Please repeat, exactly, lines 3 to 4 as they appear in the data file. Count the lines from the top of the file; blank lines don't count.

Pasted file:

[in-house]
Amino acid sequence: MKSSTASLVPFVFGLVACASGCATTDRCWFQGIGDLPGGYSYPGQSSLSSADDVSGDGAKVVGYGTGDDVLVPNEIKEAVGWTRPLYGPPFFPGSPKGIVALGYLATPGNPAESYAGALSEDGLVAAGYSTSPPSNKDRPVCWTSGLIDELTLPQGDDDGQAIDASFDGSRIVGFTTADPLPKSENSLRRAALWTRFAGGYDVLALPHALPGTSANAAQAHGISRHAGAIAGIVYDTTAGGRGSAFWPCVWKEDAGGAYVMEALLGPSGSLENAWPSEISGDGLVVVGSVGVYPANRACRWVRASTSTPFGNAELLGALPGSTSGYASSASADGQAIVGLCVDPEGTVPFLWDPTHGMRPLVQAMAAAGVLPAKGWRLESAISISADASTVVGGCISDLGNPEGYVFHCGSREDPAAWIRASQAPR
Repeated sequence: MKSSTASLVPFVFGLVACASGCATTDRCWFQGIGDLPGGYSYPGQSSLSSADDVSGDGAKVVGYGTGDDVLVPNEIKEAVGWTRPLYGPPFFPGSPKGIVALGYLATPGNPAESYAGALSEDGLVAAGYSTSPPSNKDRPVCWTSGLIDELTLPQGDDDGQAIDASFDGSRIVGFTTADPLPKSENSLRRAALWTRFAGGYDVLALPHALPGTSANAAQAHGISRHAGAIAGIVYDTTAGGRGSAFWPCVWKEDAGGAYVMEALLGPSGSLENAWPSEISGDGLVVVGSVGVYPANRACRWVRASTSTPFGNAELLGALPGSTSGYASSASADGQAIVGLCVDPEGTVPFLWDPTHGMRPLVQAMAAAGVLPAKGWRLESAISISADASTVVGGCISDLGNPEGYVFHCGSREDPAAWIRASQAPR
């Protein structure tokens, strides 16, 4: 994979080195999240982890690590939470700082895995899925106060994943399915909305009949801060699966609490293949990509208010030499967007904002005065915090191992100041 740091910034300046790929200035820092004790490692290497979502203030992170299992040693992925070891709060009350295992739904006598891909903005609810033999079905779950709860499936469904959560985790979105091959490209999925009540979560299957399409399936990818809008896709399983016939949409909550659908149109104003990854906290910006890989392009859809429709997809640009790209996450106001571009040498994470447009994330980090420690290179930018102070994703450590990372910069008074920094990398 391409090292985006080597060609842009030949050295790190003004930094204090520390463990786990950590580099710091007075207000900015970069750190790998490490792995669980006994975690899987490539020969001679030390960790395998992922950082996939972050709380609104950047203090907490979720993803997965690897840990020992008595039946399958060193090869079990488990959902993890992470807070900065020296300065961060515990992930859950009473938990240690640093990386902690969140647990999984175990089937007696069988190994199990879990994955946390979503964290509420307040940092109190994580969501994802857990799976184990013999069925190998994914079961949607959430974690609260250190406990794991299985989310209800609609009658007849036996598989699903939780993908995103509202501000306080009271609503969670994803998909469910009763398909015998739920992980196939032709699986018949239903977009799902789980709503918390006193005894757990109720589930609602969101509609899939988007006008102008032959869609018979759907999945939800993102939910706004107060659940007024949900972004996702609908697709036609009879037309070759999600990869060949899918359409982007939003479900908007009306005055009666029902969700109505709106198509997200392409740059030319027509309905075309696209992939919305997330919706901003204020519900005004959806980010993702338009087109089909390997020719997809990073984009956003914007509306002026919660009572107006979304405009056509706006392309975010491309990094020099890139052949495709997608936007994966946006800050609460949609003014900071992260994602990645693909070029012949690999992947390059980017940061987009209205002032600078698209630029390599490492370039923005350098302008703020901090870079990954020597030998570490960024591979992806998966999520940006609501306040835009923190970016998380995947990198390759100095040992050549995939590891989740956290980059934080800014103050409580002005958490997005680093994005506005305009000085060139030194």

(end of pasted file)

Repeated sequence: MKSSTASLVPFVFGLVACASGCATTDRCWFQGIGDLPGGYSYPGQSSLSSADDVSGDGAKVVGYGTGDDVLVPNEIKEAVGWTRPLYGPPFFPGSPKGIVALGYLATPGNPAESYAGALSEDGLVAAGYSTSPPSNKDRPVCWTSGLIDELTLPQGDDDGQAIDASFDGSRIVGFTTADPLPKSENSLRRAALWTRFAGGYDVLALPHALPGTSANAAQAHGISRHAGAIAGIVYDTTAGGRGSAFWPCVWKEDAGGAYVMEALLGPSGSLENAWPSEISGDGLVVVGSVGVYPANRACRWVRASTSTPFGNAELLGALPGSTSGYASSASADGQAIVGLCVDPEGTVPFLWDPTHGMRPLVQAMAAAGVLPAKGWRLESAISISADASTVVGGCISDLGNPEGYVFHCGSREDPAAWIRASQAPR
């Protein structure tokens, strides 16, 4: 994979080195999240982890690590939470700082895995899925106060994943399915909305009949801060699966609490293949990509208010030499967007904002005065915090191992100041 740091910034300046790929200035820092004790490692290497979502203030992170299992040693992925070891709060009350295992739904006598891909903005609810033999079905779950709860499936469904959560985790979105091959490209999925009540979560299957399409399936990818809008896709399983016939949409909550659908149109104003990854906290910006890989392009859809429709997809640009790209996450106001571009040498994470447009994330980090420690290179930018102070994703450590990372910069008074920094990398 391409090292985006080597060609842009030949050295790190003004930094204090520390463990786990950590580099710091007075207000900015970069750190790998490490792995669980006994975690899987490539020969001679030390960790395998992922950082996939972050709380609104950047203090907490979720993803997965690897840990020992008595039946399958060193090869079990488990959902993890992470807070900065020296300065961060515990992930859950009473938990240690640093990386902690969140647990999984175990089937007696069988190994199990879990994955946390979503964290509420307040940092109190994580969501994802857990799976184990013999069925190998994914079961949607959430974690609260250190406990794991299985989310209800609609009658007849036996598989699903939780993908995103509202501000306080009271609503969670994803998909469910009763398909015998739920992980196939032709699986018949239903977009799902789980709503918390006193005894757990109720589930609602969101509609899939988007006008102008032959869609018979759907999945939800993102939910706004107060659940007024949900972004996702609908697709036609009879037309070759999600990869060949899918359409982007939003479900908007009306005055009666029902969700109505709106198509997200392409740059030319027509309905075309696209992939919305997330919706901003204020519900005004959806980010993702338009087109089909390997020719997809990073984009956003914007509306002026919660009572107006979304405009056509706006392309975010491309990094020099890139052949495709997608936007994966946006800050609460949609003014900071992260994602990645693909070029012949690999992947390059980017940061987009209205002032600078698209630029390599490492370039923005350098302008703020901090870079990954020597030998570490960024591979992806998966999520940006609501306040835009923190970016998380995947990198390759100095040992050549995939590891989740956290980059934080800014103050409580002005958490997005680093994005506005305009000085060139030194």